Deadly ash disease found in Essex and Kent woodlands

Tree-killing spores may have been carried by winds from Europe, say government scientists

The deadly fungus threatening Britain’s 80 million ash trees is more widespread than first thought and has already been detected at 82 separate sites, Government scientists confirmed today.

Intensive surveys over the weekend found that chalara, or ash dieback disease, was present in established woodlands in Essex and Kent, as well as in Norfolk and Suffolk where it was first found last month. It is now believed that the fungal spores may have been carried on the wind from continental Europe. Initially it was thought the disease had come in with the import of infected young trees. 

More outbreaks are expected to be confirmed in southern and eastern coastal counties in coming weeks. Chalara, for which there is no cure, has now been confirmed at 14 nurseries, 36 planting sites and 32 locations in the wider environment across Britain, according to the Department for Environment, Food and Rural Affairs.

The confirmation of the infection’s extent, especially in fully-grown woods, means it will be harder than ever to contain, and perhaps impossible to eradicate. This grim outlook will be addressed on Wednesday at an emergency “tree summit” held by the Environment Secretary, Owen Paterson.

“Once we had the scientific advice that the disease had probably arrived by wind from Europe, it was always likely that we’d find it in coastal areas,” said Mr Paterson.

“Sadly that’s the case with the confirmation today of the disease in Kent and Essex. I would expect even more cases to be confirmed.”

More than 500 Forestry Commission staff, as well as many volunteers, are examining around 2,500 blocks of land, each 10 kilometres square, where mature ash trees are known to be present. Preliminary results will be available for the “tree summit”, where scientists, environmental and conservation charities and landowners will try to thrash out an anti-chalara strategy.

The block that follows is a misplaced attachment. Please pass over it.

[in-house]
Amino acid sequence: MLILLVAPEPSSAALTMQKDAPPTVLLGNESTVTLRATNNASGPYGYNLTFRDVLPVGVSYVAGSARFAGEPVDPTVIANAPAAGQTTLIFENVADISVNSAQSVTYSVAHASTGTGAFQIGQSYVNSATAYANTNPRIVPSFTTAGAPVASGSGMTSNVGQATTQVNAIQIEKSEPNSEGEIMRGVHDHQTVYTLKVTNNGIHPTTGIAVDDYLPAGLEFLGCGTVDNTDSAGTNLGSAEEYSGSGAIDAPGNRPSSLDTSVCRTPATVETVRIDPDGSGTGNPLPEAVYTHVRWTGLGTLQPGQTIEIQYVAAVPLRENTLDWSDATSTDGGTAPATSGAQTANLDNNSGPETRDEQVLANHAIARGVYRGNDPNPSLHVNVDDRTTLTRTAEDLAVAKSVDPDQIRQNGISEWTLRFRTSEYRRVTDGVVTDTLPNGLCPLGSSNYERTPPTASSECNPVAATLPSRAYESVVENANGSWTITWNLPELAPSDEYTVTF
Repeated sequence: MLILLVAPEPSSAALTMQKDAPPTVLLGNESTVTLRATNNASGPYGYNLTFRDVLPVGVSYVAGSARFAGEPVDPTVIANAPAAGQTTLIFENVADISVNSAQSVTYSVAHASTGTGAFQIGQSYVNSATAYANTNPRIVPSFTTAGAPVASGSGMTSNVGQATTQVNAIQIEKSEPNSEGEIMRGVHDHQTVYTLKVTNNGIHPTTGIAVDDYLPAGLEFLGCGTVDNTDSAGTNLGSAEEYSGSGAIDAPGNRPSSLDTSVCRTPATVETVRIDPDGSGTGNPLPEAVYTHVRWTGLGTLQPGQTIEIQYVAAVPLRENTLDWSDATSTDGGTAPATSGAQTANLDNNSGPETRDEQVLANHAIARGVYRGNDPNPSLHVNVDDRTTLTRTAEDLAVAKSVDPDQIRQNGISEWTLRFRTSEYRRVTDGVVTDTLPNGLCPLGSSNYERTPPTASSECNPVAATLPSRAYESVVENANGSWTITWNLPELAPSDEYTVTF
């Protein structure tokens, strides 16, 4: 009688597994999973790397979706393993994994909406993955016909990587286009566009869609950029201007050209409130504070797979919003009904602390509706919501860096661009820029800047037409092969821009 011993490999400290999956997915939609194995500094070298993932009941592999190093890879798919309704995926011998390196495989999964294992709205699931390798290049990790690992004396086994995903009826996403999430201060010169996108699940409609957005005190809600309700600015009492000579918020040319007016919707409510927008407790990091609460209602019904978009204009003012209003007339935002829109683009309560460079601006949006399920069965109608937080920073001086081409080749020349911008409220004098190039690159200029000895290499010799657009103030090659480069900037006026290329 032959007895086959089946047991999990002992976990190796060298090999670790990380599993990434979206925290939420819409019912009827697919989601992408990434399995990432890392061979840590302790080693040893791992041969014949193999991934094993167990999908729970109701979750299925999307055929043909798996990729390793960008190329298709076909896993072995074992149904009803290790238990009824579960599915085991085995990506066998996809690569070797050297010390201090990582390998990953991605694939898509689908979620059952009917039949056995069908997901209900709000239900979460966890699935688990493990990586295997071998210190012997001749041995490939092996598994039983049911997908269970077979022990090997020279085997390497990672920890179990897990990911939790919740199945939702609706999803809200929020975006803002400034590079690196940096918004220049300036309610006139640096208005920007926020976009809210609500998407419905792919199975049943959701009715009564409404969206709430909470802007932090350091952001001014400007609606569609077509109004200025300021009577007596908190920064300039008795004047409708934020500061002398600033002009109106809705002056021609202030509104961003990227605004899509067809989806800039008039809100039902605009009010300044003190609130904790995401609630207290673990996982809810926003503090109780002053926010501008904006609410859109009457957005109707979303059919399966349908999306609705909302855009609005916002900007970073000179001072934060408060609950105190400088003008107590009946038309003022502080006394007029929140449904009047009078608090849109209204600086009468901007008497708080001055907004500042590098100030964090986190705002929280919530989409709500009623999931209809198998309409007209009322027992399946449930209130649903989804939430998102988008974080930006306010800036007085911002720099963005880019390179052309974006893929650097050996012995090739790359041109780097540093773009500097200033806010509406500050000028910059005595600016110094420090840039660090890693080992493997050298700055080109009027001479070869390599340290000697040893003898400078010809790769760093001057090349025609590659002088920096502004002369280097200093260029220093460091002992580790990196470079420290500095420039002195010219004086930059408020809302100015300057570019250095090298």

The UK’s chief plant health officer, Martin Ward, yesterday said that defeating the infection entirely was unlikely. “We are probably not going to be able to eradicate it,” he said. Meanwhile, a nursery which was forced to destroy 50,000 young ash trees is suing the Government for failing to block imports sooner.

Simon Ellis, of Crowders Nurseries in Horncastle, Lincolnshire, said the Horticultural Trades Association wrote to ministers in 2009 warning of a new virulent strain of the disease and calling on it to close UK borders. But the Government banned imports only last week.

The new findings suggest the disease will be  even harder to contain or eradicate

PROMOTED VIDEO
Have you tried new the Independent Digital Edition apps?
News
ebookA unique anthology of reporting and analysis of a crucial period of history
Life and Style
fashionHealth concerns and 'pornified' perceptions have made women more conscious at the beach
Arts and Entertainment
tv
Sport
Ojo Onaolapo celebrates winning the bronze medal
commonwealth games
Arts and Entertainment
Rock band Led Zeppelin in the early 1970s
musicLed Zeppelin to release alternative Stairway To Heaven after 43 years
Arts and Entertainment
High-flyer: Chris Pratt in 'Guardians of the Galaxy'
filmHe was homeless in Hawaii when he got his big break. Now the comic actor Chris Pratt is Hollywood's new favourite action star
Sport
Van Gaal said that his challenge in taking over Bobby Robson's Barcelona team in 1993 has been easier than the task of resurrecting the current United side
footballA colourful discussion on tactics, the merits of the English footballer and rebuilding Manchester United
Life and Style
Sainsbury's could roll the lorries out across its whole fleet if they are successful
tech
Travel
The shipping news: a typical Snoozebox construction
travelSpending the night in a shipping container doesn't sound appealing, but mobile crash pads are popping up at the summer's biggest events
Arts and Entertainment
'Old Fashioned' will be a different kind of love story to '50 Shades'
film
Arts and Entertainment
Tracey Emin's 'My Bed' is returning to the Tate more than 15 years after it first caused shockwaves at the gallery